Shyamal Ghosh, whose home was raided on Saturday by the Central Bureau of Investigation (CBI) in connection with ‘irregular’ spectrum allocation to telcos around 10 years ago, is “well regarded” by his contemporaries and described as “an honest officer”. So, what went wrong for this 1965 batch, Gujarat cadre IAS who’s been at the helm of several ministries, including telecom?
Ghosh was in the telecom ministry at a time when the sector was still young and things were being done in a hit and trial method, a bureaucrat said. The allegation against Ghosh is that he favoured some telecom companies by allowing allocation of additional spectrum at a low cost, thereby causing a loss of over Rs 500 crore to the exchequer. In the latest 2G scam under A Raja, the loss figure is estimated at Rs 1.76 lakh crore.
Ghosh was secretary in the Department of Telecommunications (DoT) from February 7, 2000, to May 31, 2002, during the NDA rule. The controversial decision of allocation of additional spectrum beyond 6.2 MHz to telcos was taken in 2002, when Pramod Mahajan was the telecom minister.
There’s a sense of outrage among bureaucrats over the CBI raid at Ghosh’s residence, a senior official told Business Standard.
“While there was scope to make big money in telecom at that time, it also offered great opportunity to people in the government to popularize mobile telephony,” another official said. However, he added that “top bureaucrats have to often go with the minister concerned even if they are conscious of a wrong policy.” When bureaucrats could not say no, there was always a risk, another official said.
The CBI FIR has not named Mahajan, as he expired on May 3, 2006.
While an official Business Standard spoke to compared Ghosh’s plight with that of Siddharth Behura, former DoT secretary who worked with DMK member and former telecom minister A Raja, others said the two cases were entirely different.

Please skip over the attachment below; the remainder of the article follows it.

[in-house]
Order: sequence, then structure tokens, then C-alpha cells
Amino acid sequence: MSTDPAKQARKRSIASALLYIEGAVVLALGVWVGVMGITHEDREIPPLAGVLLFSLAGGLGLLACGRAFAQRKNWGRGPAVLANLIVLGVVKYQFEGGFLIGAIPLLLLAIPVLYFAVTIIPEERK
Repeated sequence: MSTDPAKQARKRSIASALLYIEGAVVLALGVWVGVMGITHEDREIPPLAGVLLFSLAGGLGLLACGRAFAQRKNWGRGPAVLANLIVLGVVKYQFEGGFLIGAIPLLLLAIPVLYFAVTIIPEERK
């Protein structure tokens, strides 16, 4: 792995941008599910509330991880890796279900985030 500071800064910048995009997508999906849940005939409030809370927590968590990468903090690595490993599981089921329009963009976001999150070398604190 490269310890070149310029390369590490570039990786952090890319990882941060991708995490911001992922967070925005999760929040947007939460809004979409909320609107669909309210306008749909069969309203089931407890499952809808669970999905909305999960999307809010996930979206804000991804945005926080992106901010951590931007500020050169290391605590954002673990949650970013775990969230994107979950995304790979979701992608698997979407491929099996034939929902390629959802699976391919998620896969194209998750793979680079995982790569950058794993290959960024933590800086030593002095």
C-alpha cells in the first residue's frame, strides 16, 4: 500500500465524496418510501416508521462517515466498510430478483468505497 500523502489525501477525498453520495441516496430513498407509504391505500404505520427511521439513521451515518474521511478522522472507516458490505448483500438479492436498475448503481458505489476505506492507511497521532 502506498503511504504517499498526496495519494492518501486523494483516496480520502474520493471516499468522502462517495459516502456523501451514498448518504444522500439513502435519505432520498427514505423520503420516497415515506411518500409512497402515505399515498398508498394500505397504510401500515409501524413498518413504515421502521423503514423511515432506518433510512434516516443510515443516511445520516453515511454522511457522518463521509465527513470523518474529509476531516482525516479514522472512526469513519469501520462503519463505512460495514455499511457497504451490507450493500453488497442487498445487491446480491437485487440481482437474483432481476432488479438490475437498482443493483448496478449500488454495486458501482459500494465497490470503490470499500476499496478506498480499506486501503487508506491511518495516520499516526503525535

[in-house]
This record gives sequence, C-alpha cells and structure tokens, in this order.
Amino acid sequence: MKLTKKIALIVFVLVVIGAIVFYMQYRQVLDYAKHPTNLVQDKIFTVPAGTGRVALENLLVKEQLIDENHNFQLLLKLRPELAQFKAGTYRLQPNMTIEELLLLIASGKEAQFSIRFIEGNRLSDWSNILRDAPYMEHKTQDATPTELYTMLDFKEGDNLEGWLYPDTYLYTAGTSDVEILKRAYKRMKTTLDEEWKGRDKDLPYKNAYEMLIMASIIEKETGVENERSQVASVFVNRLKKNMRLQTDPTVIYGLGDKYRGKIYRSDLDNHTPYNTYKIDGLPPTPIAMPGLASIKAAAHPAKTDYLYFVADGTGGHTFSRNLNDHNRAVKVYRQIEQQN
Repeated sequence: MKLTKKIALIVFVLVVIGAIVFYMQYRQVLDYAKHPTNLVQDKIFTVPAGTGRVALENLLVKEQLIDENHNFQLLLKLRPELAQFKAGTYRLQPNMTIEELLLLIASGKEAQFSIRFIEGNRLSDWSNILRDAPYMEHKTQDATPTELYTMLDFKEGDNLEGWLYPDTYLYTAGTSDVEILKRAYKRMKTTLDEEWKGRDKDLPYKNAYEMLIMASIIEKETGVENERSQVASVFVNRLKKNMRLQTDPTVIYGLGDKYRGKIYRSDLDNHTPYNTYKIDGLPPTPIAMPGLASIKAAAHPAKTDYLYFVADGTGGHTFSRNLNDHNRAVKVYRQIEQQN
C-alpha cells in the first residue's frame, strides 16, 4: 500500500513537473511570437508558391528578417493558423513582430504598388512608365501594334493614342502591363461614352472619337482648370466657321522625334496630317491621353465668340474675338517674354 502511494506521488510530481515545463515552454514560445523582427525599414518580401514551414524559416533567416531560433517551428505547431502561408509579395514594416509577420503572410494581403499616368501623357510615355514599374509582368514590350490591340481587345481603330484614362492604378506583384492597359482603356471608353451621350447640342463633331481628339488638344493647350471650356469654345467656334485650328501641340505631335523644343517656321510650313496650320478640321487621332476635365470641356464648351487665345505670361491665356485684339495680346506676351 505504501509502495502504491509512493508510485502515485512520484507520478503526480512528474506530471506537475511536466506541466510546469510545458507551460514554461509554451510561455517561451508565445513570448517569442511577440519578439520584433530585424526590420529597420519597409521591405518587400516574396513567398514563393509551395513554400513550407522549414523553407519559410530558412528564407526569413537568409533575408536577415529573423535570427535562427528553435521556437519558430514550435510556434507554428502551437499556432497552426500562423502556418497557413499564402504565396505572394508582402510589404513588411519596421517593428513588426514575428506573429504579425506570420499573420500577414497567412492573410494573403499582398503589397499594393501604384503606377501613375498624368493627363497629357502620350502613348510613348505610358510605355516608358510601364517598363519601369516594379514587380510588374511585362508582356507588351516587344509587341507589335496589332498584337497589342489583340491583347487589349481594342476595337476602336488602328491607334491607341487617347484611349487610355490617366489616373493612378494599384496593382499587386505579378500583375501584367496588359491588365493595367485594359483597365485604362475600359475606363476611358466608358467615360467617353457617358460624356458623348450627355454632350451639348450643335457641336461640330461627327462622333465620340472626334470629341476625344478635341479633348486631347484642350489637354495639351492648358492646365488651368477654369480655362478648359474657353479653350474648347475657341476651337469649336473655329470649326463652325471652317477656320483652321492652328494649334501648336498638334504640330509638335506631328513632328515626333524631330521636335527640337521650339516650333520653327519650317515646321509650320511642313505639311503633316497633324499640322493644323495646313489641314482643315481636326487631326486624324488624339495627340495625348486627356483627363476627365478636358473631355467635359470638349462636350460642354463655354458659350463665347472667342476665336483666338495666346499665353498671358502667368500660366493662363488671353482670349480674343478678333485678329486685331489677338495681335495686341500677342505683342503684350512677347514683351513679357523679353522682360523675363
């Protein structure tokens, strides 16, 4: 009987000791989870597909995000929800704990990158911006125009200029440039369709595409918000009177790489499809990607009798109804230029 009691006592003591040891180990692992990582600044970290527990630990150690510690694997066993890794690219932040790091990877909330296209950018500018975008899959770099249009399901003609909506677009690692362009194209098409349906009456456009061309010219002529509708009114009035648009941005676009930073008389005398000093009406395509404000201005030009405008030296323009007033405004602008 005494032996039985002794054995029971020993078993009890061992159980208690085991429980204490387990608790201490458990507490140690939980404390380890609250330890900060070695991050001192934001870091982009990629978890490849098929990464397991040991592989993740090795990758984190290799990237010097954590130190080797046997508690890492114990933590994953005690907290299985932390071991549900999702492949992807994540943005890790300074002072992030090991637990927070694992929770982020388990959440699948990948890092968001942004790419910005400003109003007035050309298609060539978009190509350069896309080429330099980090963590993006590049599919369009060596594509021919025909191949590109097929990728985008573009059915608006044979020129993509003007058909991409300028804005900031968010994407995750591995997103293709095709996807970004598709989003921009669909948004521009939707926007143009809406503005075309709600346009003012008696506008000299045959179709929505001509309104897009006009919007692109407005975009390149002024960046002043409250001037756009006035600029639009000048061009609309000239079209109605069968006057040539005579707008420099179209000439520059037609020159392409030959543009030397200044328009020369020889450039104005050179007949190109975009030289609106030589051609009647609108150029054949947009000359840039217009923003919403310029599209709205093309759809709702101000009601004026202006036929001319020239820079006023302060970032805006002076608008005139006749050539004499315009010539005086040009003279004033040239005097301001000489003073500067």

If it was a policy ratified by the Cabinet in 2001, wasn’t it a collective decision? Yes, according to one of Ghosh’s batch mates, but the telecom ministry initiated the proposal and convinced the Cabinet that it was the right thing to do. Also, the CBI was looking at implementation of the policy decision, not the policy per se, he added.
Besides DoT, Ghosh was a secretary in the textile ministry, too. Before that, as a joint secretary in the ministry of chemical and fertilizer, he had a brush with controversy, as he was involved in the management of the Bhopal gas tragedy many years ago.
After his stint as the DoT secretary, Ghosh went on to head the newly formed Universal Service Obligation (USO) Fund at Sanchar Bhavan, which houses DoT. As the chief administrator at the USO Fund, he took some key decisions related to rural telephony. From serious to flashy, he also became the chairman of National Institute of Fashion Technology.
Ghosh was not available for comment for this story.